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Tell me something. Do you believe in God?'Snow darted an apprehensive glance in my direction. 'What? Who still believes nowadays?''It isn't that simple. I don't mean the traditional God of Earth religion. I'm no expert in the history of religions, and perhaps this is nothing new--do you happen to know if there was ever a belief in an...imperfect God?''What do you mean by imperfect?' Snow frowned. 'In a way all the gods of the old religions were imperfect, considered that their attributes were amplified human ones. The God of the Old Testament, for instance, required humble submission and sacrifices, and and was jealous of other gods. The Greek gods had fits of sulks and family quarrels, and they were just as imperfect as mortals...''No,' I interrupted. 'I'm not thinking of a god whose imperfection arises out of the candor of his human creators, but one whose imperfection represents his essential characteristic: a god limited in his omniscience and power, fallible, incapable of foreseeing the consequences of his acts, and creating things that lead to horror. He is a...sick god, whose ambitions exceed his powers and who does not realize it at first. A god who has created clocks, but not the time they measure. He has created systems or mechanisms that serves specific ends but have now overstepped and betrayed them. And he has created eternity, which was to have measured his power, and which measures his unending defeat.'Snow hesitated, but his attitude no longer showed any of the wary reserve of recent weeks:'There was Manicheanism...''Nothing at all to do with the principles of Good and Evil,' I broke in immediately. 'This god has no existence outside of matter. He would like to free himself from matter, but he cannot...'Snow pondered for a while:'I don't know of any religion that answers your description. That kind of religion has never been...necessary. If i understand you, and I'm afraid I do, what you have in mind is an evolving god, who develops in the course of time, grows, and keeps increasing in power while remaining aware of his powerlessness. For your god, the divine condition is a situation without a goal. And understanding that, he despairs. But isn't this despairing god of yours mankind, Kelvin? Is it man you are talking about, and that is a fallacy, not just philosophically but also mystically speaking.'I kept on:'No, it's nothing to do with man. man may correspond to my provisional definition from some point of view, but that is because the definition has a lot of gaps. Man does not create gods, in spite of appearances. The times, the age, impose them on him. Man can serve is age or rebel against it, but the target of his cooperation or rebellion comes to him from outside. If there was only a since human being in existence, he would apparently be able to attempt the experiment of creating his own goals in complete freedom--apparently, because a man not brought up among other human beings cannot become a man. And the being--the being I have in mind--cannot exist in the plural, you see? ...Perhaps he has already been born somewhere, in some corner of the galaxy, and soon he will have some childish enthusiasm that will set him putting out one star and lighting another. We will notice him after a while...''We already have,' Snow said sarcastically. 'Novas and supernovas. According to you they are candles on his altar.''If you're going to take what I say literally...'...Snow asked abruptly:'What gave you this idea of an imperfect god?''I don't know. It seems quite feasible to me. That is the only god I could imagine believing in, a god whose passion is not a redemption, who saves nothing, fulfills no purpose--a god who simply is.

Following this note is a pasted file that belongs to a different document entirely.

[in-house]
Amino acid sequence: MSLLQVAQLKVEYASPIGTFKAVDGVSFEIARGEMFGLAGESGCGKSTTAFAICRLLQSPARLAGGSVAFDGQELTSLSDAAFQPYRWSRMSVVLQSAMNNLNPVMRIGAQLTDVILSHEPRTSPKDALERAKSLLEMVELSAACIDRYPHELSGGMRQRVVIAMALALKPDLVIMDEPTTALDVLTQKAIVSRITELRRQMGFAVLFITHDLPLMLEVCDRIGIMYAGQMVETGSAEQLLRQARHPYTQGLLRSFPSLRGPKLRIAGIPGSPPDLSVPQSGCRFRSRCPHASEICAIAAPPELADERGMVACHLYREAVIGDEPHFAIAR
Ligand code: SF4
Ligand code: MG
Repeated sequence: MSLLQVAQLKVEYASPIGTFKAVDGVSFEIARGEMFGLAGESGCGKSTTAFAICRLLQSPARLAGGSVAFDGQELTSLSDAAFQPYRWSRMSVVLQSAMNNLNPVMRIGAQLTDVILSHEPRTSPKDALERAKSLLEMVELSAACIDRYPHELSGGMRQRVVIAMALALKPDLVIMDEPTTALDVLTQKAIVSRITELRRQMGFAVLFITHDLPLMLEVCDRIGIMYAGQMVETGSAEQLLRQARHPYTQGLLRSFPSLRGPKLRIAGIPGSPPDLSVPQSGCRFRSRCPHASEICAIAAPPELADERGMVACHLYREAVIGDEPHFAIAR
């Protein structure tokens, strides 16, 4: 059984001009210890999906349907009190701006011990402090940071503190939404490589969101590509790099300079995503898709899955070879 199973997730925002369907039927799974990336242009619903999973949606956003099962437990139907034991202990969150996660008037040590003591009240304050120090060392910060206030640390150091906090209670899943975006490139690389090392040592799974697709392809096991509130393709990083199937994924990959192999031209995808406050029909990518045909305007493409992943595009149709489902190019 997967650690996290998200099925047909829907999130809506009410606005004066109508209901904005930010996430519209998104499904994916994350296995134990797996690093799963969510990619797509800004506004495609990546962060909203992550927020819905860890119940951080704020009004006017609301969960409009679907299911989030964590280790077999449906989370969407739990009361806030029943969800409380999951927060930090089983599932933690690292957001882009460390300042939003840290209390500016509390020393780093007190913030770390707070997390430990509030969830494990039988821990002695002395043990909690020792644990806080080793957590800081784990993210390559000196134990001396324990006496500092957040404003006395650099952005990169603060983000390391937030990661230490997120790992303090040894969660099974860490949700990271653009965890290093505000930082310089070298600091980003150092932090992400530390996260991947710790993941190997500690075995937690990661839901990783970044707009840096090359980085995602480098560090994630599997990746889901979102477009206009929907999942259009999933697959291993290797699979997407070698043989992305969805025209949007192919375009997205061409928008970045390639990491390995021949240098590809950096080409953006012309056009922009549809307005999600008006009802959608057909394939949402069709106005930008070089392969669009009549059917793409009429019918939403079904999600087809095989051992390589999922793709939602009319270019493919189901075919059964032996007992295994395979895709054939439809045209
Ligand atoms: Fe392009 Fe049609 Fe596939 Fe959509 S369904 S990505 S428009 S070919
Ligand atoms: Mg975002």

-Stanisław Lem

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First I need to do something.’ He pulled me closer towards him until our lips were almost touching.‘What might that be?’ I managed to stutter, closing my eyes, anticipating the warmth of his lips against mine. But the kiss didn’t come. I opened my eyes. Alex had jumped to his feet.‘Swim,’ he said, grinning at me. ‘Come on.’‘Swim?’ I pouted, unable to hide my disappointment that he wanted to swim rather than make out with me.Alex pulled his T-shirt off in one swift move. My eyes fell straightaway to his chest – which was tanned, smooth and ripped with muscle, and which, when you studied it as I had done, in detail, you discovered wasn’t a six-pack but actually a twelve-pack.My eyes flitted to the shadowed hollows where his hips disappeared into his shorts, causing a flutter in parts of my body that up until three weeks ago had been flutter-dormant. Alex’s hands dropped to his shorts and he started undoing his belt.I reassessed the swimming option. I could definitely do swimming.He shrugged off his shorts, but before I could catch an eyeful of anything, he was off, jogging towards the water. I paused for a nanosecond, weighing up my embarrassment at stripping naked over my desire to follow him. With a deep breath, I tore off my dress then kicked off my underwear and started running towards the sea, praying Nate wasn’t doing a fly-by.The water was warm and flat as a bath. I could see Alex in the distance, his skin gleaming in the now inky moonlight. When I got close to him, his hand snaked under the water, wrapped round my waist and pulled me towards him. I didn’t resist because I’d forgotten in that instant how to swim. And then he kissed me and I prayed silently and fervently that he took my shudder to be the effect of the water.I tried sticking myself onto him like a barnacle, but eventually Alex managed to pull himself free, holding my wrists in his hand so I couldn’t reattach. His resolve was as solid as a nuclear bunker’s walls. Alex had said there were always chinks. But I couldn’t seem to find the one in his armour. He swam two long strokes away from me. I trod water and stayed where I was, feeling confused, glad that the night was dark enough to hide my expression.‘I’m just trying to protect your honour,’ he said, guessing it anyway.I groaned and rolled my eyes. When was he going to understand that I was happy for him to protect every other part of me, just not my honour?